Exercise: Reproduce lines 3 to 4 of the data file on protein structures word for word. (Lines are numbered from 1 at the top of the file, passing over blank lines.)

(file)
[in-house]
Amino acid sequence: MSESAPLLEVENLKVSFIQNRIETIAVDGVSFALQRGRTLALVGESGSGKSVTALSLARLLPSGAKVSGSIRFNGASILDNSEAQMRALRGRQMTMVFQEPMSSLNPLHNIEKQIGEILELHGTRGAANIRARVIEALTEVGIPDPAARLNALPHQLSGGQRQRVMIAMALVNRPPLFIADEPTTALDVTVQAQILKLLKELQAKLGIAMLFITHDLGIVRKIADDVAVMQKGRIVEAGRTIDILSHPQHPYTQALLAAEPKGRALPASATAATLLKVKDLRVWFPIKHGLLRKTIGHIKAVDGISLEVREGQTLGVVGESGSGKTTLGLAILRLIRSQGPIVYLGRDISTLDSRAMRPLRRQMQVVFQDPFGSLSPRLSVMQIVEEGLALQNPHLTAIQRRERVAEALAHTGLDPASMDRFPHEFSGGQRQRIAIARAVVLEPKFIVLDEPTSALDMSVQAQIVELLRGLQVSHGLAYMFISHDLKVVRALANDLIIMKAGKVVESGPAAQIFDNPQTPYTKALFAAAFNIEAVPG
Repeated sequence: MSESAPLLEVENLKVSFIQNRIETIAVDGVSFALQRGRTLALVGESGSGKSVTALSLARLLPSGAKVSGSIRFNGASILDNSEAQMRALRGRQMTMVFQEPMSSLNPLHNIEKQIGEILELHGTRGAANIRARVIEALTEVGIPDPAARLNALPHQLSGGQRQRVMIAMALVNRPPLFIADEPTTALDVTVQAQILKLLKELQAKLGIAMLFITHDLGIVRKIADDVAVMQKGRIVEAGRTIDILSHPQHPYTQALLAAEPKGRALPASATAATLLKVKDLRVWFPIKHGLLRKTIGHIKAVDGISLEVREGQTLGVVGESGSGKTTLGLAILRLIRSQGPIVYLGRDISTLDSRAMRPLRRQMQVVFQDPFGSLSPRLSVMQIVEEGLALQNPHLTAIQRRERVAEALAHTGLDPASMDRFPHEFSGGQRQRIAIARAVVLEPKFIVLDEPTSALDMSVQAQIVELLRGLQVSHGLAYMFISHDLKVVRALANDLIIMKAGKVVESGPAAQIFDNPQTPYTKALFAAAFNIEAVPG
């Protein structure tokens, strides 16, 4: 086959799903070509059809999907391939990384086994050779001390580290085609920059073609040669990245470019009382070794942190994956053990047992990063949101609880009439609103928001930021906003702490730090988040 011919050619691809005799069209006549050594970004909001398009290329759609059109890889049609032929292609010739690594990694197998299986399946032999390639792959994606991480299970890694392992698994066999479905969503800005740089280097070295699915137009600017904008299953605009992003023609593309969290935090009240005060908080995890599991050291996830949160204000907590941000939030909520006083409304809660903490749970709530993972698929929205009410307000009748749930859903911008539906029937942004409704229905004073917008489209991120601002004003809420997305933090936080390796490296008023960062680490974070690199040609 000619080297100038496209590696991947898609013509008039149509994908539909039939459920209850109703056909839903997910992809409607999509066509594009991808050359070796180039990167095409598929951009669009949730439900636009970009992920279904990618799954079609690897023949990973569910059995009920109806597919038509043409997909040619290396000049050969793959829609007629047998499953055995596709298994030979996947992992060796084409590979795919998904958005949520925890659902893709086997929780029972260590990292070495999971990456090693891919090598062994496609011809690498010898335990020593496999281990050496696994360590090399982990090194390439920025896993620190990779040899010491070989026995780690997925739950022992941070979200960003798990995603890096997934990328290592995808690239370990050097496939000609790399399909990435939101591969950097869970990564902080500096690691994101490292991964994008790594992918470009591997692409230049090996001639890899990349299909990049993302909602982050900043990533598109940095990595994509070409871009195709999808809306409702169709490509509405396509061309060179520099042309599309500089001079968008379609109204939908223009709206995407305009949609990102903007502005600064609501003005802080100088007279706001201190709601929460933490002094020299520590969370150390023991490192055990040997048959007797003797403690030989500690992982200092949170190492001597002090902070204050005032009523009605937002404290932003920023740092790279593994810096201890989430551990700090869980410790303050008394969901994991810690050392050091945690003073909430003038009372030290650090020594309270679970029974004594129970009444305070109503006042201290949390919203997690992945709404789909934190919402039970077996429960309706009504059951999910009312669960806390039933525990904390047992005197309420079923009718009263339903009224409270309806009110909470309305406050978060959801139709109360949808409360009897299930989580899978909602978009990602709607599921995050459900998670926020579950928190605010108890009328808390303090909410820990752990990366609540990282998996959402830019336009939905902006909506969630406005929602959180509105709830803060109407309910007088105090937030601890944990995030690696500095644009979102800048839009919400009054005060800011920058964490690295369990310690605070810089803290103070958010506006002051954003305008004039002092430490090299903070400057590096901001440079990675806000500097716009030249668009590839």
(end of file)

Repeated sequence: MSESAPLLEVENLKVSFIQNRIETIAVDGVSFALQRGRTLALVGESGSGKSVTALSLARLLPSGAKVSGSIRFNGASILDNSEAQMRALRGRQMTMVFQEPMSSLNPLHNIEKQIGEILELHGTRGAANIRARVIEALTEVGIPDPAARLNALPHQLSGGQRQRVMIAMALVNRPPLFIADEPTTALDVTVQAQILKLLKELQAKLGIAMLFITHDLGIVRKIADDVAVMQKGRIVEAGRTIDILSHPQHPYTQALLAAEPKGRALPASATAATLLKVKDLRVWFPIKHGLLRKTIGHIKAVDGISLEVREGQTLGVVGESGSGKTTLGLAILRLIRSQGPIVYLGRDISTLDSRAMRPLRRQMQVVFQDPFGSLSPRLSVMQIVEEGLALQNPHLTAIQRRERVAEALAHTGLDPASMDRFPHEFSGGQRQRIAIARAVVLEPKFIVLDEPTSALDMSVQAQIVELLRGLQVSHGLAYMFISHDLKVVRALANDLIIMKAGKVVESGPAAQIFDNPQTPYTKALFAAAFNIEAVPG
């Protein structure tokens, strides 16, 4: 086959799903070509059809999907391939990384086994050779001390580290085609920059073609040669990245470019009382070794942190994956053990047992990063949101609880009439609103928001930021906003702490730090988040 011919050619691809005799069209006549050594970004909001398009290329759609059109890889049609032929292609010739690594990694197998299986399946032999390639792959994606991480299970890694392992698994066999479905969503800005740089280097070295699915137009600017904008299953605009992003023609593309969290935090009240005060908080995890599991050291996830949160204000907590941000939030909520006083409304809660903490749970709530993972698929929205009410307000009748749930859903911008539906029937942004409704229905004073917008489209991120601002004003809420997305933090936080390796490296008023960062680490974070690199040609 000619080297100038496209590696991947898609013509008039149509994908539909039939459920209850109703056909839903997910992809409607999509066509594009991808050359070796180039990167095409598929951009669009949730439900636009970009992920279904990618799954079609690897023949990973569910059995009920109806597919038509043409997909040619290396000049050969793959829609007629047998499953055995596709298994030979996947992992060796084409590979795919998904958005949520925890659902893709086997929780029972260590990292070495999971990456090693891919090598062994496609011809690498010898335990020593496999281990050496696994360590090399982990090194390439920025896993620190990779040899010491070989026995780690997925739950022992941070979200960003798990995603890096997934990328290592995808690239370990050097496939000609790399399909990435939101591969950097869970990564902080500096690691994101490292991964994008790594992918470009591997692409230049090996001639890899990349299909990049993302909602982050900043990533598109940095990595994509070409871009195709999808809306409702169709490509509405396509061309060179520099042309599309500089001079968008379609109204939908223009709206995407305009949609990102903007502005600064609501003005802080100088007279706001201190709601929460933490002094020299520590969370150390023991490192055990040997048959007797003797403690030989500690992982200092949170190492001597002090902070204050005032009523009605937002404290932003920023740092790279593994810096201890989430551990700090869980410790303050008394969901994991810690050392050091945690003073909430003038009372030290650090020594309270679970029974004594129970009444305070109503006042201290949390919203997690992945709404789909934190919402039970077996429960309706009504059951999910009312669960806390039933525990904390047992005197309420079923009718009263339903009224409270309806009110909470309305406050978060959801139709109360949808409360009897299930989580899978909602978009990602709607599921995050459900998670926020579950928190605010108890009328808390303090909410820990752990990366609540990282998996959402830019336009939905902006909506969630406005929602959180509105709830803060109407309910007088105090937030601890944990995030690696500095644009979102800048839009919400009054005060800011920058964490690295369990310690605070810089803290103070958010506006002051954003305008004039002092430490090299903070400057590096901001440079990675806000500097716009030249668009590839």